Through the summer, we are going to take a more in-depth look at the roster moves made by the Colorado Avalanche and what to expect going into the new season. At the same time, we’ve decided to do the same for each of the teams that the Avalanche will be competing with in the Central Division - starting with the St. Louis Blues.
After missing out on the playoffs thanks to a loss in that final game against the Avs last April, the Blues have been among the most active teams this summer. The team re-made their depth down the middle by bringing in two players that fans in Colorado will be very familiar with. First the Blues went out and signed former University of Denver Pioneer Tyler Bozak. Then they traded for one-time Avalanche Ryan O’Reilly. Nothing can ever go wrong with a Ryan O’Reilly trade right?
O’Reilly and Bozak are not the only additions the Blues have made this summer - though they’ll be the most significant. Here is a list of the team’s transactions since the new NHL year began on July 1st:
Along with the significant improvement down the middle, the Blues also addressed their need for a more threatening middle-6, as they added scoring wingers David Perron and Patrick Maroon. They’re not stars, but the addition of two offensively minded wingers is significant for a Blues team that was dead last in the Central Division in goals scored last season.
Those are four big additions up front that should make the Blues a lot more dangerous this year.
Then there’s Robby Fabbri. The 22-year old missed all of last season after undergoing a second ACL surgery on his left knee. In 2015-16, Fabbri was having a very strong rookie season when he first went down with the injury. After recovering from his first surgery, he suffered a setback during last pre-season and was immediately ruled out for all of 2017-18.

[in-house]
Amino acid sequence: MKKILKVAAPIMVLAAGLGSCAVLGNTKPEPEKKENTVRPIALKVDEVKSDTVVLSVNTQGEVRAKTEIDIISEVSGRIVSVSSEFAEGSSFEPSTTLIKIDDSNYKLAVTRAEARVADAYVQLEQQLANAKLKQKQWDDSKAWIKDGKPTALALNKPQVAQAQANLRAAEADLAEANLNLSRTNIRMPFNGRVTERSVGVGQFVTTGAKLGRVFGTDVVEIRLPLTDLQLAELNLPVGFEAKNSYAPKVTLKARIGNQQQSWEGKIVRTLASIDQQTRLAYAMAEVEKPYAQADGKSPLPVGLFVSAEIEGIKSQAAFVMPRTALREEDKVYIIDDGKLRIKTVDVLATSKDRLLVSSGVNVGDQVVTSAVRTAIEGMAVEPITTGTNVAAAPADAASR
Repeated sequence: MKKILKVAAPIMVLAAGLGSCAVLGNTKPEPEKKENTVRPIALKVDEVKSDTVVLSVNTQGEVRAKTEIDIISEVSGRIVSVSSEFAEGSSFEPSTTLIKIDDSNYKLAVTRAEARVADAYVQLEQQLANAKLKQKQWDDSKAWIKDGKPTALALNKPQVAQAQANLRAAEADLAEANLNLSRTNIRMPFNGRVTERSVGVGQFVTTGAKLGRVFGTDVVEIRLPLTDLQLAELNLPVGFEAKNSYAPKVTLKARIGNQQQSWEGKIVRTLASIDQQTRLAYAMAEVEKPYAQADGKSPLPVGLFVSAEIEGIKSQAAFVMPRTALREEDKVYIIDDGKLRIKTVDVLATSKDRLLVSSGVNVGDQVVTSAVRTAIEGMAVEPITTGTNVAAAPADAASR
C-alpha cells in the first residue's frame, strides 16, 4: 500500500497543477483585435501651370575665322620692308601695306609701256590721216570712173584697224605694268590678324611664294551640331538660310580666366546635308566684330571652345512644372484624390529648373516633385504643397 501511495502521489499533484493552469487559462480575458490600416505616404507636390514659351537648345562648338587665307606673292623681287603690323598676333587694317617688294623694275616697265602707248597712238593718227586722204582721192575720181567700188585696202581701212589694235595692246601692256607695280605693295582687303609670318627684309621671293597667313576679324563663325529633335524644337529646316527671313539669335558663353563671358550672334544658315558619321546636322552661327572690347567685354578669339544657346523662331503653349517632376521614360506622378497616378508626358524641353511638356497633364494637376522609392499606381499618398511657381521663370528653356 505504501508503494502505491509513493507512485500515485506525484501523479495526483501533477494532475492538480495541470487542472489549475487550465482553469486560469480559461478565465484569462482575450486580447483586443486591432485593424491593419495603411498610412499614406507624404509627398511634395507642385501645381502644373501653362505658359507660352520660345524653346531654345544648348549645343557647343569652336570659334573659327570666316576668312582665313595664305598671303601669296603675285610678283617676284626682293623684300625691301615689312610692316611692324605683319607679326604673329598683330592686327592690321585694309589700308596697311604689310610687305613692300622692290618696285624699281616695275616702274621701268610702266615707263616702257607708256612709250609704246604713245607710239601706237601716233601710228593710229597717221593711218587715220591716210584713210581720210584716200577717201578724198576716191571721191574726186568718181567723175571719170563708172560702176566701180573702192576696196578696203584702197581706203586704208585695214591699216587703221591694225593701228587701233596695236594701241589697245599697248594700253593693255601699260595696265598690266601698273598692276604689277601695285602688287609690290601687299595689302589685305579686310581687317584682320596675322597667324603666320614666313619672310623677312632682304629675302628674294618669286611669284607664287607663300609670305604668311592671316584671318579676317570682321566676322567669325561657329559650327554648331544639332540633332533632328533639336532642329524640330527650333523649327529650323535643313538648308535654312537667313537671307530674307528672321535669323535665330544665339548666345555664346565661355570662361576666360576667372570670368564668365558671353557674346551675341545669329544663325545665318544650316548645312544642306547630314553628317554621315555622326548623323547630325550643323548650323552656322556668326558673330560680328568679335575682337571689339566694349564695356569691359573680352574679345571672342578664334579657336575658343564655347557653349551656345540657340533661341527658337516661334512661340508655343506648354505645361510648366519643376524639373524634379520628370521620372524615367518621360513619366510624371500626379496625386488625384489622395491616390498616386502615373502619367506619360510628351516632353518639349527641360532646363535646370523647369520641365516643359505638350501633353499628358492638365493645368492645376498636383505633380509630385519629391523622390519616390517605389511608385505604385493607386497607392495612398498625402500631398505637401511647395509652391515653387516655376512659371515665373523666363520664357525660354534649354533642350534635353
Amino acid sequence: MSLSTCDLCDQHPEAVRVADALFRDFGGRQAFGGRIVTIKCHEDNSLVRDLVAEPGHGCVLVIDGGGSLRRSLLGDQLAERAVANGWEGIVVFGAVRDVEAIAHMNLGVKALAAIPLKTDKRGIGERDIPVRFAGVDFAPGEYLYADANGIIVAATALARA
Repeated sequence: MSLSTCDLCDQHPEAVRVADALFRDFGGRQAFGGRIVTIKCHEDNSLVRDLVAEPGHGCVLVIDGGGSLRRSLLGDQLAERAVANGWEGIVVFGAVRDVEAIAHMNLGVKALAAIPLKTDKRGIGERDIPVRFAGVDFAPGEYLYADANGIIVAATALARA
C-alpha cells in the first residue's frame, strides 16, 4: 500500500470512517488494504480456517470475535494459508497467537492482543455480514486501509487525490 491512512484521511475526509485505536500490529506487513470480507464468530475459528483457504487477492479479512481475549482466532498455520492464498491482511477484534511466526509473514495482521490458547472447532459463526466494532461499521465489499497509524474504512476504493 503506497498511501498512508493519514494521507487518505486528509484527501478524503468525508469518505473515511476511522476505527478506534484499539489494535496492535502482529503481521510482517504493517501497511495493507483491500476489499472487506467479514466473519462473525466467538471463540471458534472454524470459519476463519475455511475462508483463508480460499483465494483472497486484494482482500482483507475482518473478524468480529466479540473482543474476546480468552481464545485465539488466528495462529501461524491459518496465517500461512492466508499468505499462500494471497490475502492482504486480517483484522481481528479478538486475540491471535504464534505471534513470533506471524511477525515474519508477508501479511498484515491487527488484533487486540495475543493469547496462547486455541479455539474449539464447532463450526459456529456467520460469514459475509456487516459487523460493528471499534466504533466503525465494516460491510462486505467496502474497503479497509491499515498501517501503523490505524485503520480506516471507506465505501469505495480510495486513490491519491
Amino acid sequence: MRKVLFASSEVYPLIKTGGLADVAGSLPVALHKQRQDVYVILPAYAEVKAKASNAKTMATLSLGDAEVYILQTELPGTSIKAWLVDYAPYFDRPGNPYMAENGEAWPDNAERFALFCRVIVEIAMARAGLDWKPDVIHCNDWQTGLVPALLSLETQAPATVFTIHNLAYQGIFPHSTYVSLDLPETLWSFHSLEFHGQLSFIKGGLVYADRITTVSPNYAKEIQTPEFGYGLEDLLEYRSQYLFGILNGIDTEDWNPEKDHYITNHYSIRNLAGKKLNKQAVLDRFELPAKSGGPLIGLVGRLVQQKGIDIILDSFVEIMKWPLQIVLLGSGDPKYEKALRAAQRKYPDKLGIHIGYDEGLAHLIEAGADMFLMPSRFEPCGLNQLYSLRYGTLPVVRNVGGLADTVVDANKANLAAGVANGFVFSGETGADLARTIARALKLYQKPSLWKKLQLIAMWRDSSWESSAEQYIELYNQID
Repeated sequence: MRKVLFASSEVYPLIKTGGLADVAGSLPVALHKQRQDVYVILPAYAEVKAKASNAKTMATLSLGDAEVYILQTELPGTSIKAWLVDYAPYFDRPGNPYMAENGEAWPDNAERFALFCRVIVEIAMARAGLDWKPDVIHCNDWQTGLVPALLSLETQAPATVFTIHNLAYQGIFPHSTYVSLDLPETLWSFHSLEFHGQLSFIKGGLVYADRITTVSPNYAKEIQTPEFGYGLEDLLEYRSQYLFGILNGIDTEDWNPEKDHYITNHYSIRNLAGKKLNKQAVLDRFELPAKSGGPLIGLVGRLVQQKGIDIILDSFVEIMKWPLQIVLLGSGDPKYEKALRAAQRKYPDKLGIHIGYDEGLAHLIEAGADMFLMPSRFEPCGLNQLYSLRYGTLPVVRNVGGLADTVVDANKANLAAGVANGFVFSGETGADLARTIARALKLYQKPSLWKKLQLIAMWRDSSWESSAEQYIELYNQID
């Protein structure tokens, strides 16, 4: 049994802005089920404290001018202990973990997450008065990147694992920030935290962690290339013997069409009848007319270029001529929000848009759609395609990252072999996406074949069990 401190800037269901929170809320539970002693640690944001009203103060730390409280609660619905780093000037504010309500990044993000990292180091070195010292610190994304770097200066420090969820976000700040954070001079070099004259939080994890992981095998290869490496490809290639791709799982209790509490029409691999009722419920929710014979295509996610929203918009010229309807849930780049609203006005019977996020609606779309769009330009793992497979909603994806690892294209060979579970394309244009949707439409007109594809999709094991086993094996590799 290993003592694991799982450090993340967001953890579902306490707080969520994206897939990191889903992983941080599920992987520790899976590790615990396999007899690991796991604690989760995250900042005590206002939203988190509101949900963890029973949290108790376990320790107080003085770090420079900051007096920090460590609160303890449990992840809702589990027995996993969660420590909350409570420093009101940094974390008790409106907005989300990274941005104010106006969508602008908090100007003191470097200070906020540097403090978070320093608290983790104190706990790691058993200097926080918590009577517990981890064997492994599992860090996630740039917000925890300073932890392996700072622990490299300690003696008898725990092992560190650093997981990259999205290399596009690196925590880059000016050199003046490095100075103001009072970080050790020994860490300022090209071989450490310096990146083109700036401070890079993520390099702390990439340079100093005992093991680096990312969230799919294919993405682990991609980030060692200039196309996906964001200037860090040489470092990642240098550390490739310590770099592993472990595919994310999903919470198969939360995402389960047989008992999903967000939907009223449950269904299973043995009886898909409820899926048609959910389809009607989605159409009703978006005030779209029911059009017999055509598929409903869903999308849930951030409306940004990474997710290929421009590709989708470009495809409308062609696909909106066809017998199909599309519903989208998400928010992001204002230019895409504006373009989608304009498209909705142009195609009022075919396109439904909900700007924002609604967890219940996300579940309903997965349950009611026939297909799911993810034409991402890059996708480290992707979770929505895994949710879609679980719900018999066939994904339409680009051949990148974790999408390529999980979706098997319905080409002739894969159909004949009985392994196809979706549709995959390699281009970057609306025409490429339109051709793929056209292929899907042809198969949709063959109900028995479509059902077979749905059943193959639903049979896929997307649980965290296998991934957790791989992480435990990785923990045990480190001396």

Now, seemingly (hopefully) healthy, Fabbri is ready to return to help the Blues next season. He’ll likely be integrated into the lineup slowly, but thanks to the veteran additions, that’s something the Blue can afford to do.
That’s a lot of new faces that should address the team’s biggest weakness from a year ago.
Here is a very interesting lineup projection from Sean Tierney of The Athletic (if you don’t follow Sean on Twitter, do it. He’s one of the good one.)
That is a very strong lineup, and it makes a lot of sense. The one issue I see is that fourth line. Watching Robert Thomas and Jordan Kyrou in the OHL all season, I feel comfortable saying Thomas is absolutely ready for the NHL. While at the same time, Kyrou is not. Put Jordan Nolan in there for Kyrou, and this is very likely a lineup we will see for the Blues on opening night.
While they made some significant additions up front, the Blues had one big loss this summer - Carter Hutton. Though he is really only a 32-year old backup, Hutton had a career year last season and was a big reason why the Blues were anywhere near the playoffs. When Jake Allan was suffering through a tough spell, Hutton stepped in and carried the load in a big way. He ended up playing 32 games for the Blues while contributing the best save percentage (.931) of any goalie with more then 20 starts.
Jake Allen is the more talented goaltender, but his struggles with consistency can be a major issue. If he isn’t able to be the starter the team needs, no additions up front are going to be enough to overcome bad goaltending. With Alex Pietrangelo and Colton Parayko anchoring the blueline, and the emergence of Vince Dunn as one of the most underrated young defenders in the NHL, the Blues still have a strong defensive core, but even that won’t help to hide a starter’s save% below .910.
There is no debating that the St. Louis Blues have a more impressive lineup right now than they did at the end of last season. Whatever you think of Ryan O’Reilly’s contract, he is one of the best two-way centers in all of hockey and is going to provide a really tough matchup for Nathan MacKinnon every time these two teams play.
For some, the Blue have won the offseason, but we know that doesn’t mean a whole lot come October. Even if they score more goals this season, they're still going to have to rely on a goalie who has been inconsistent - at best - over his NHL career.
The Avalanche growth will come internally, while any season-to-season growth for St. Louis is going to come from the new additions. I would suspect these two teams will be battling for 3rd/4th in the Central all season long.
How do you feel about the new-look St. Louis Blues going into next season?